In the story below, a reference is made and a link provided to an investigative story published in 2019 by the Indianapolis Star about the National Police Association (NPA) and its fundraising tactics. The Star’s story recently became the subject of a defamation lawsuit brought by the NPA against the Star’s owner, Gannett Co., and the Associated Press (AP). That suit was preceded by a retraction demand that was rejected by the two news organizations, which stood by the accuracy of their reporting.
The suit alleges that sources relied upon by the Star and the AP in their stories have since retracted the opinions they made to the Star that the actions of the NPA amounted to a “scam” fundraising campaign, among other things. The Weekly has reviewed the statements made by these sources and the pleadings to date in the case, which was filed on May 3, 2021 in federal court in Indiana. We also requested additional information from the NPA, which did not respond. Based on our review, we do not believe the sources for the “scam” reference retracted those opinions, although they did clarify comments that had implied the NPA was not a legitimate, tax-exempt organization, which it is.
At such time as either the Indianapolis Star or AP make a correction, retraction or clarification of their stories, or the NPA prevails in its legal challenge, we will update our story or provide a further explanation in an editor’s note regarding the accuracy and conclusions of the Star’s investigation.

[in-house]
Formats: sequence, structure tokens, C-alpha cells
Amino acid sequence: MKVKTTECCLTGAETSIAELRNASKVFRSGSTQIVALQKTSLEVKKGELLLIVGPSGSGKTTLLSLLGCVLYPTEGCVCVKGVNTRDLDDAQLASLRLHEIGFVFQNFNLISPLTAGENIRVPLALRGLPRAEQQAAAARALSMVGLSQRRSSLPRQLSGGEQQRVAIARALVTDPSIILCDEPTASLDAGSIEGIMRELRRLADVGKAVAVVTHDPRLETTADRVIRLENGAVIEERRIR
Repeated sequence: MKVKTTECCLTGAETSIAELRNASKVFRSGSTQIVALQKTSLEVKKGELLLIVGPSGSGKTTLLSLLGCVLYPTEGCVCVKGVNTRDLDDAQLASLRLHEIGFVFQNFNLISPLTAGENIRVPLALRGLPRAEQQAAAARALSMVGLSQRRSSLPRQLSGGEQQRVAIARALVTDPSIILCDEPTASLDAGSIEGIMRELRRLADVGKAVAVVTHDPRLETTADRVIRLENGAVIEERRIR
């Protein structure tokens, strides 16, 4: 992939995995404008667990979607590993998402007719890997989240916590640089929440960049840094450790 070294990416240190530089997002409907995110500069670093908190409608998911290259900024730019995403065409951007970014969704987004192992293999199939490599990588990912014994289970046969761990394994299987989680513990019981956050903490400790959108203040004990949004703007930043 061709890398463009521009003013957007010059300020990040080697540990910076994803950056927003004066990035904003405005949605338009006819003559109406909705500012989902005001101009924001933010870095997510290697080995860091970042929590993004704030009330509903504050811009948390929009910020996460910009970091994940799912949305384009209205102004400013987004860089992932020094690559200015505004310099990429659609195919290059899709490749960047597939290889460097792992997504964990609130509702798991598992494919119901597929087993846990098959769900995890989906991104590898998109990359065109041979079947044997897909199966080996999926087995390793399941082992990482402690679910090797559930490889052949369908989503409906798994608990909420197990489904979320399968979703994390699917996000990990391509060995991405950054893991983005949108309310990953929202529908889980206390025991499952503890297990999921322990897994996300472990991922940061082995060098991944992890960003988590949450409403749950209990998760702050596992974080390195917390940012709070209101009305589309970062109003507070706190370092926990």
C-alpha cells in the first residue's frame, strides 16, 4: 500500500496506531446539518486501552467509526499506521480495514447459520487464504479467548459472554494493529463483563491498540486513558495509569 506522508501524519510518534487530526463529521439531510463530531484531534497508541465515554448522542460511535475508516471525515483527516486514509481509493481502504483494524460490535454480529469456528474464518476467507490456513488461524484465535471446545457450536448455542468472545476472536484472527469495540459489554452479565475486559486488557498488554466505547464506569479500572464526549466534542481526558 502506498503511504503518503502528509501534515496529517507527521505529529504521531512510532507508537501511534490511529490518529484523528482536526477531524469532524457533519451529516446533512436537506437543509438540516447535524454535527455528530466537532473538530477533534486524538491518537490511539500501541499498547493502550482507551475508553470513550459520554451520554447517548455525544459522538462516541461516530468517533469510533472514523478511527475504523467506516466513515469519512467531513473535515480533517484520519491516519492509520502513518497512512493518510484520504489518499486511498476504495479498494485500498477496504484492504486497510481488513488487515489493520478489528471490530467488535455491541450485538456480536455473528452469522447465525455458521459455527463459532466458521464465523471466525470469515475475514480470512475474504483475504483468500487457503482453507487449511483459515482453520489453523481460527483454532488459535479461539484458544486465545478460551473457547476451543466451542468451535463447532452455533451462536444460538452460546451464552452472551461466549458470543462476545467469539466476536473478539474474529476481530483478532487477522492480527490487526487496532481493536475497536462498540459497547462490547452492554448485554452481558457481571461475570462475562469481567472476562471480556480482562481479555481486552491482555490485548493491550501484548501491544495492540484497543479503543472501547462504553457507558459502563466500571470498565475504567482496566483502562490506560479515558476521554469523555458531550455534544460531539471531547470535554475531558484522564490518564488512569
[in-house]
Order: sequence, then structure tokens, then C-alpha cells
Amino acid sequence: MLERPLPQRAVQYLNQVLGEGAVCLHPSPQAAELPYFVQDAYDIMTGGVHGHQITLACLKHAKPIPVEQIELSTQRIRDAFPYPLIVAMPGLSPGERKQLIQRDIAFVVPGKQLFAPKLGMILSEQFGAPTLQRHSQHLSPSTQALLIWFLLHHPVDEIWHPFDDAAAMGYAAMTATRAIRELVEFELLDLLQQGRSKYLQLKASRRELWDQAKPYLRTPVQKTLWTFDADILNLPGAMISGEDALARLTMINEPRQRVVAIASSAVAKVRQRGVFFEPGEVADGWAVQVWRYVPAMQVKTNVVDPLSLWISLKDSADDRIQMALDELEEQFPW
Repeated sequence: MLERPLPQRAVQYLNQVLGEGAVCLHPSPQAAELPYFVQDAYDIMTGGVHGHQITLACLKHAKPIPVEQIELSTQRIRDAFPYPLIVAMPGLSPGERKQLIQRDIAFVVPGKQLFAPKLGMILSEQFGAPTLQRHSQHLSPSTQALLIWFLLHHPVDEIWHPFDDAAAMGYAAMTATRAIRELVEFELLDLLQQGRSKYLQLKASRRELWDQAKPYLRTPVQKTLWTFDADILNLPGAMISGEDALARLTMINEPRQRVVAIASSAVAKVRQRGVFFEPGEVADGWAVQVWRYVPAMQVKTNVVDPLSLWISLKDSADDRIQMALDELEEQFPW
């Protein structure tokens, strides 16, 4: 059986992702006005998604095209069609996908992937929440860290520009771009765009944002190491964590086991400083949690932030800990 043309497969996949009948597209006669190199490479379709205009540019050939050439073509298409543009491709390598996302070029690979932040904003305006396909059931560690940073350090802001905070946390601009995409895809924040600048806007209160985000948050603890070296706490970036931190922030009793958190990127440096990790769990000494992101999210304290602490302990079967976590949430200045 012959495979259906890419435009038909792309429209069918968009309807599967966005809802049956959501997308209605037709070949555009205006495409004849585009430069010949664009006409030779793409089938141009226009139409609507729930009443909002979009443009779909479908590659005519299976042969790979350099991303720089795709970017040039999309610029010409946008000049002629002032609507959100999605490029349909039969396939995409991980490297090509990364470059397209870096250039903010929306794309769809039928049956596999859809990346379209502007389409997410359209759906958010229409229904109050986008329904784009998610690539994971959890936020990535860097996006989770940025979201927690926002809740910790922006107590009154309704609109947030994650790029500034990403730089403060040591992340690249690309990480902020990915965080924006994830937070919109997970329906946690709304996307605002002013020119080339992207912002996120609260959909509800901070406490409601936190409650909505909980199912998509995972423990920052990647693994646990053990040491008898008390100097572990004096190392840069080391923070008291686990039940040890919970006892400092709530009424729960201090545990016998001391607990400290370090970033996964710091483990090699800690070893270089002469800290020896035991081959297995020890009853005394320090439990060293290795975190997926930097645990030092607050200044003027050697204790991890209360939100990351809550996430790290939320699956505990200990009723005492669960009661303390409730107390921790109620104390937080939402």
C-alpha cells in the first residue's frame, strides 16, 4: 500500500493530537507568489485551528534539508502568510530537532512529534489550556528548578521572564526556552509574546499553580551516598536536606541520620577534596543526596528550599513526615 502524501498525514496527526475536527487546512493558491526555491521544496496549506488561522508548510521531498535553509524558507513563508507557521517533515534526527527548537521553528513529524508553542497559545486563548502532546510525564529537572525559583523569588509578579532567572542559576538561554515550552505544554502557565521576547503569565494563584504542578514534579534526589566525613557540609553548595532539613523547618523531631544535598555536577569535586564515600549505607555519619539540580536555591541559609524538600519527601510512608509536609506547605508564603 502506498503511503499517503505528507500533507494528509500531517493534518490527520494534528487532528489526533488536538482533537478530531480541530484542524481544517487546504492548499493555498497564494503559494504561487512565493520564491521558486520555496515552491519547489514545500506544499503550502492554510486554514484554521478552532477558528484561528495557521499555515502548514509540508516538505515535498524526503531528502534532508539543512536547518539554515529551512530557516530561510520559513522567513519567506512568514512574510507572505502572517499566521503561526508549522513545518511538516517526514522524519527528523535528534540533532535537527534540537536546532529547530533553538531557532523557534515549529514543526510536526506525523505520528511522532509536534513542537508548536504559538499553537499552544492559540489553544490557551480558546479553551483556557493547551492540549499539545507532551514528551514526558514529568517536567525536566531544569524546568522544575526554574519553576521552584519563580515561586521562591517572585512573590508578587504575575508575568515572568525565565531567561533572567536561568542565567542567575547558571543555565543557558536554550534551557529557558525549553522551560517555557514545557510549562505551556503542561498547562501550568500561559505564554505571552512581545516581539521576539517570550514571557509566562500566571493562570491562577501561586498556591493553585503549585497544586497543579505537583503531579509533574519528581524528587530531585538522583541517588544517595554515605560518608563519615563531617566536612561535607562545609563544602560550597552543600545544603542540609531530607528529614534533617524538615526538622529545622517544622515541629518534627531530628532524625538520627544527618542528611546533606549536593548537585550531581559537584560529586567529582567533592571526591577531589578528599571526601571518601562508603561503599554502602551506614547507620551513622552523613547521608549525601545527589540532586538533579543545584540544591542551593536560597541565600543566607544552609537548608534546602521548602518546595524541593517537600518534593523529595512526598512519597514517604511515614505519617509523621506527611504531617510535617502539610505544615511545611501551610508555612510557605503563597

Meanwhile, on July 1 the Gannett Co. and the Associated Press filed a motion to dismiss the case. The litigation between the NPA and the two news organizations can be followed through PACER, the federal court case document website. The case number is 1:21-cv-1116.
When Palo Alto invited Bay Area artists a year ago to paint a "Black Lives Matter" mural in front of City Hall, the city had hoped to signal its commitment to racial justice and equity in the aftermath of the May 2020 killing of George Floyd by a Minneapolis police officer.
In doing so, however, the city also has attracted criticisms and a legal threat from its own police ranks, with several officers expressing concern about the mural's depiction of Joanne Chesimard, a civil rights activist in the Black Liberation Army. Chesimard, also known as Assata Shakur, was convicted in 1977 of killing New Jersey State Trooper Werner Foerster. She subsequently escaped from prison and fled to Cuba.
She was depicted in the second "E" of the 16-letter mural, along with the phrase, "We must love each other and support each other." The letter containing Chesimard's image was created by Oakland-based painter Cece Caprio, one of 16 artists whom the city selected to develop the mural. The project was completed on June 30 and the mural remained on Hamilton Avenue for four months before the city removed it.